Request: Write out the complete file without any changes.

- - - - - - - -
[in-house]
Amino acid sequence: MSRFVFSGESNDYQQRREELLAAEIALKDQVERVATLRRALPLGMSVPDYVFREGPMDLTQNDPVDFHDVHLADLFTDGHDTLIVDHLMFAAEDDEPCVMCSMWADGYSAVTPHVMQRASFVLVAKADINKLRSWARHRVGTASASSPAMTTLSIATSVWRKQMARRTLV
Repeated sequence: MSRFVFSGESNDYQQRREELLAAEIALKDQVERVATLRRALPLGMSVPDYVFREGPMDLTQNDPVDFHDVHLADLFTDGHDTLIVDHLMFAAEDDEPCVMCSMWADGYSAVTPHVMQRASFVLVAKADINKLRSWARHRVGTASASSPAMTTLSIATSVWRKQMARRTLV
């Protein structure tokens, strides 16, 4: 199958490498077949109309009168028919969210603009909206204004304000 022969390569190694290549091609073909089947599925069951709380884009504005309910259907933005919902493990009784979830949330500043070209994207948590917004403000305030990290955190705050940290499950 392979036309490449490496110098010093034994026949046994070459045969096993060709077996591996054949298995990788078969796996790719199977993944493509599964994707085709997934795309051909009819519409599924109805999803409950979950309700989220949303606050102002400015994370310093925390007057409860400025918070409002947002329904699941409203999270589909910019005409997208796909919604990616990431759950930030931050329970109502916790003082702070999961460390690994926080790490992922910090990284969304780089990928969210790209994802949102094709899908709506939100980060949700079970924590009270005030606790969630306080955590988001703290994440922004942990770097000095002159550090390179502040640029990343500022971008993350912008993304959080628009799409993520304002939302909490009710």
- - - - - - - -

[in-house]
Amino acid sequence: MSRFVFSGESNDYQQRREELLAAEIALKDQVERVATLRRALPLGMSVPDYVFREGPMDLTQNDPVDFHDVHLADLFTDGHDTLIVDHLMFAAEDDEPCVMCSMWADGYSAVTPHVMQRASFVLVAKADINKLRSWARHRVGTASASSPAMTTLSIATSVWRKQMARRTLV
Repeated sequence: MSRFVFSGESNDYQQRREELLAAEIALKDQVERVATLRRALPLGMSVPDYVFREGPMDLTQNDPVDFHDVHLADLFTDGHDTLIVDHLMFAAEDDEPCVMCSMWADGYSAVTPHVMQRASFVLVAKADINKLRSWARHRVGTASASSPAMTTLSIATSVWRKQMARRTLV
């Protein structure tokens, strides 16, 4: 199958490498077949109309009168028919969210603009909206204004304000 022969390569190694290549091609073909089947599925069951709380884009504005309910259907933005919902493990009784979830949330500043070209994207948590917004403000305030990290955190705050940290499950 392979036309490449490496110098010093034994026949046994070459045969096993060709077996591996054949298995990788078969796996790719199977993944493509599964994707085709997934795309051909009819519409599924109805999803409950979950309700989220949303606050102002400015994370310093925390007057409860400025918070409002947002329904699941409203999270589909910019005409997208796909919604990616990431759950930030931050329970109502916790003082702070999961460390690994926080790490992922910090990284969304780089990928969210790209994802949102094709899908709506939100980060949700079970924590009270005030606790969630306080955590988001703290994440922004942990770097000095002159550090390179502040640029990343500022971008993350912008993304959080628009799409993520304002939302909490009710």